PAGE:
Now I only need to write its ending.

I’ve got a nagging suspicion I’ll get to 82,000 before the story comes to an end. I’ve got a few scenes stuck in my head of what’s going to happen–death of a dominion, angel annihilation, and lovers united–but all the pieces, the pieces befuddle me and confound me.

I really don’t know what’s going to happen.

But trust me, it’s all going to happen by the stroke of midnight on November 30, 2010. You can mark my words, my story will end tonight. And you can take my word, too, this has been my favorite NaNo of all five and the one I’m most confident in seeing published any time soon. Have no doubts, though, that whether it’s this story or the next, someday I will turn the page from nobody to novelist, and then, then I shall rule the world!

Mwuahahahahahaha!

Or at least have a feast and be really happy. We’ll see how it goes.

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5 thoughts on “NaNoh-no!

  1. Well, with the recent concrete experimenting with age prevention and reversal (on rodents), I sure would think that, at some point, you will rule the world. Pinky and the Brain at least have a few more days to do so, now.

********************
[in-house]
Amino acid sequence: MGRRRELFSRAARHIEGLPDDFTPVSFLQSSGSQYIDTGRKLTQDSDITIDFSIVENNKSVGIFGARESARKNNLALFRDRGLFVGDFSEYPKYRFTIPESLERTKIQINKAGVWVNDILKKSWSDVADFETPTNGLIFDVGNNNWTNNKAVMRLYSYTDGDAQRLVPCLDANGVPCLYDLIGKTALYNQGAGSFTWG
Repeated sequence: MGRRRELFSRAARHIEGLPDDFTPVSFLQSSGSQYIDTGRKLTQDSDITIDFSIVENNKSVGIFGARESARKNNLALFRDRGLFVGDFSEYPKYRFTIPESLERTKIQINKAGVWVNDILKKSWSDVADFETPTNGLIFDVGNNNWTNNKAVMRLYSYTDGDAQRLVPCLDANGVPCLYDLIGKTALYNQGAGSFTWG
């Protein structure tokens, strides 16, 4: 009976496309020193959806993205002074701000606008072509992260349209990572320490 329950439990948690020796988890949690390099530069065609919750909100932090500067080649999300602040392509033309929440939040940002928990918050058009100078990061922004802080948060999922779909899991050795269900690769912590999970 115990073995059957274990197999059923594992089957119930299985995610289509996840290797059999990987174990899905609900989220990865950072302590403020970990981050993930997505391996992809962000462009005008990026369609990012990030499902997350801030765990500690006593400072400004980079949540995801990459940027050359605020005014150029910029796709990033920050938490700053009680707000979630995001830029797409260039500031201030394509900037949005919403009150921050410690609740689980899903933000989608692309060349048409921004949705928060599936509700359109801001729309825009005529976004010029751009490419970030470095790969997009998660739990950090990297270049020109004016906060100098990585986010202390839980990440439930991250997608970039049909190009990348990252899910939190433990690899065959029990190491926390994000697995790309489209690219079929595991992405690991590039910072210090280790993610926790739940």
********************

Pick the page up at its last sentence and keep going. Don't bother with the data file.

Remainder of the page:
I didn’t read Tolkien (yet) (In English), so I have no clue on how proze of war would actually look, but as far as I know it’s usually left out for the politics behind it, or the strategies, assorted events, etc. nigh ad infinitum.

    So then, if I look at the movies, I do reckon most of the dialogue therein was written down, and if that’s any indication the war scenes shouldn’t be all that spectacular anyway. I myself don’t like battle proze, then again, I hardly like any descriptive proze. Which is why I like Asimov. So. There.

    I have no yet commented on the Rheve because, regretfully, I have not yet read part three! I’ve been busy with so many things (read: the different stages of sleep and game addiction — to a singleplayer game, no less. One day I WILL force you to play Dragon Age and Mass Effect (2). It’s a divine imperative, you could say.) that I have not yet gotten around to it. Rest assured, after my 4th play-through (that will also be my final playthrough for the storyline itself, as all of the extra game-content is released now — you carry over savegames to continue the story in the next games, you see, making it of vital importance that the Salarian Doctor does NOT die this time. Of such vital importance that I do not consider this rambling.), or later today, I will have enough time to regret the maniac from not winning in the end. Damn you Levoir, damn you to heaven. (Since that fell down, no?)